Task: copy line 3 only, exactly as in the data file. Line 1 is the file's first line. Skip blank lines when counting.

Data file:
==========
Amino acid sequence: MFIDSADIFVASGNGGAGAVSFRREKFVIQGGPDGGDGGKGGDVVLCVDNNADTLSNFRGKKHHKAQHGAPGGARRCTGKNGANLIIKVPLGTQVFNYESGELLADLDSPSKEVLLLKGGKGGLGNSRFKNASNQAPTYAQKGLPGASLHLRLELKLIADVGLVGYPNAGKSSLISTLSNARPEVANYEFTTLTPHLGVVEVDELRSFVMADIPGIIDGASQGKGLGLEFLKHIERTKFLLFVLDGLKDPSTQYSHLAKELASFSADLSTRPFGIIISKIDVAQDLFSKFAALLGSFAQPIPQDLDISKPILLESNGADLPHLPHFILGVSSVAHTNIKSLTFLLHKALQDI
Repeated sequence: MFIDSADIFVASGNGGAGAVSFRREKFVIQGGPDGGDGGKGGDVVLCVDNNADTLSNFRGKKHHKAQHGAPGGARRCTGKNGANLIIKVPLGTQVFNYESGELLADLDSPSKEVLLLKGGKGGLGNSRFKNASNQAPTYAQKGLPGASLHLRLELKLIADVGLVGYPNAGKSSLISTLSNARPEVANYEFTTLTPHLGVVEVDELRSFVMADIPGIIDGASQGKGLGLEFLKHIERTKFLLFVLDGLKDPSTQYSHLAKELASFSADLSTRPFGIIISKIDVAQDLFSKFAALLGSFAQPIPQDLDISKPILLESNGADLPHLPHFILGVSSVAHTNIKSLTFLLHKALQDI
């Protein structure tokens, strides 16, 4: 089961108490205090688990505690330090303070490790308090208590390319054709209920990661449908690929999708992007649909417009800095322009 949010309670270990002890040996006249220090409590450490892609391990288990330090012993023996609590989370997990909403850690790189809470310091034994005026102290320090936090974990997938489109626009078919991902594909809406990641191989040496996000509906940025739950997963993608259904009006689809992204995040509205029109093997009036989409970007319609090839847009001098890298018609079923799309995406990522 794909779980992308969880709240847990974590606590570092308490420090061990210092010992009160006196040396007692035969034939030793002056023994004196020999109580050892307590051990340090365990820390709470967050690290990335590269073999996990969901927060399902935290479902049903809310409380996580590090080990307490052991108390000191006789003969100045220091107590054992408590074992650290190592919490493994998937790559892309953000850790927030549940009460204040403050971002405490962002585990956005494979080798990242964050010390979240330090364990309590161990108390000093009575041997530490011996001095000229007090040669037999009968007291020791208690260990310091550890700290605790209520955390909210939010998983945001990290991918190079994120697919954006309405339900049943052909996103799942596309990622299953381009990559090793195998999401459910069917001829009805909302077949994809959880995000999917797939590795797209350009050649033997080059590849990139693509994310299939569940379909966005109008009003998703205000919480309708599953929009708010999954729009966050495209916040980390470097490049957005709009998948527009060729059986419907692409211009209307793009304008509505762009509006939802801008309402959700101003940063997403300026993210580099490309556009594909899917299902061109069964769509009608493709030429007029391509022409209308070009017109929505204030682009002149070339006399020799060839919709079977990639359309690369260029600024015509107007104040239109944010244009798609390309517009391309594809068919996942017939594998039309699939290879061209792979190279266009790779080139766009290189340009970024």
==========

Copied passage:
């Protein structure tokens, strides 16, 4: 089961108490205090688990505690330090303070490790308090208590390319054709209920990661449908690929999708992007649909417009800095322009 949010309670270990002890040996006249220090409590450490892609391990288990330090012993023996609590989370997990909403850690790189809470310091034994005026102290320090936090974990997938489109626009078919991902594909809406990641191989040496996000509906940025739950997963993608259904009006689809992204995040509205029109093997009036989409970007319609090839847009001098890298018609079923799309995406990522 794909779980992308969880709240847990974590606590570092308490420090061990210092010992009160006196040396007692035969034939030793002056023994004196020999109580050892307590051990340090365990820390709470967050690290990335590269073999996990969901927060399902935290479902049903809310409380996580590090080990307490052991108390000191006789003969100045220091107590054992408590074992650290190592919490493994998937790559892309953000850790927030549940009460204040403050971002405490962002585990956005494979080798990242964050010390979240330090364990309590161990108390000093009575041997530490011996001095000229007090040669037999009968007291020791208690260990310091550890700290605790209520955390909210939010998983945001990290991918190079994120697919954006309405339900049943052909996103799942596309990622299953381009990559090793195998999401459910069917001829009805909302077949994809959880995000999917797939590795797209350009050649033997080059590849990139693509994310299939569940379909966005109008009003998703205000919480309708599953929009708010999954729009966050495209916040980390470097490049957005709009998948527009060729059986419907692409211009209307793009304008509505762009509006939802801008309402959700101003940063997403300026993210580099490309556009594909899917299902061109069964769509009608493709030429007029391509022409209308070009017109929505204030682009002149070339006399020799060839919709079977990639359309690369260029600024015509107007104040239109944010244009798609390309517009391309594809068919996942017939594998039309699939290879061209792979190279266009790779080139766009290189340009970024």